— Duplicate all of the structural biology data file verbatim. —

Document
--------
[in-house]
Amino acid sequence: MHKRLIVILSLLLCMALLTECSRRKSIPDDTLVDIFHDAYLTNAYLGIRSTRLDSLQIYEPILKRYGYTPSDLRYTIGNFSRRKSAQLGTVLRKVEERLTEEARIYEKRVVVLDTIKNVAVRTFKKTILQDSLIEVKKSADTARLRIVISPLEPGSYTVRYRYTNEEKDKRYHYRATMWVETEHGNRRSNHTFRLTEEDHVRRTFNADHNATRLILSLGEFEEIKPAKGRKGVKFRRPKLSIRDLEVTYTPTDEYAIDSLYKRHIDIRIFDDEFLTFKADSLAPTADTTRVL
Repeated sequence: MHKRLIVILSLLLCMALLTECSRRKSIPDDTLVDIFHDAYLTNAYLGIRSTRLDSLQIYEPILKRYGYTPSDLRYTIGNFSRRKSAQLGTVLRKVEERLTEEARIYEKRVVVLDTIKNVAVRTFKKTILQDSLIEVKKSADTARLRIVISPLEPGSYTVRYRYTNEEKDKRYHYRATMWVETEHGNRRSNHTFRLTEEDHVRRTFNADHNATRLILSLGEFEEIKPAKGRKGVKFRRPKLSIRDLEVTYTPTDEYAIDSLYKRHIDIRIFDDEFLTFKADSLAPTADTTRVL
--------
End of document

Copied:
[in-house]
Amino acid sequence: MHKRLIVILSLLLCMALLTECSRRKSIPDDTLVDIFHDAYLTNAYLGIRSTRLDSLQIYEPILKRYGYTPSDLRYTIGNFSRRKSAQLGTVLRKVEERLTEEARIYEKRVVVLDTIKNVAVRTFKKTILQDSLIEVKKSADTARLRIVISPLEPGSYTVRYRYTNEEKDKRYHYRATMWVETEHGNRRSNHTFRLTEEDHVRRTFNADHNATRLILSLGEFEEIKPAKGRKGVKFRRPKLSIRDLEVTYTPTDEYAIDSLYKRHIDIRIFDDEFLTFKADSLAPTADTTRVL
Repeated sequence: MHKRLIVILSLLLCMALLTECSRRKSIPDDTLVDIFHDAYLTNAYLGIRSTRLDSLQIYEPILKRYGYTPSDLRYTIGNFSRRKSAQLGTVLRKVEERLTEEARIYEKRVVVLDTIKNVAVRTFKKTILQDSLIEVKKSADTARLRIVISPLEPGSYTVRYRYTNEEKDKRYHYRATMWVETEHGNRRSNHTFRLTEEDHVRRTFNADHNATRLILSLGEFEEIKPAKGRKGVKFRRPKLSIRDLEVTYTPTDEYAIDSLYKRHIDIRIFDDEFLTFKADSLAPTADTTRVL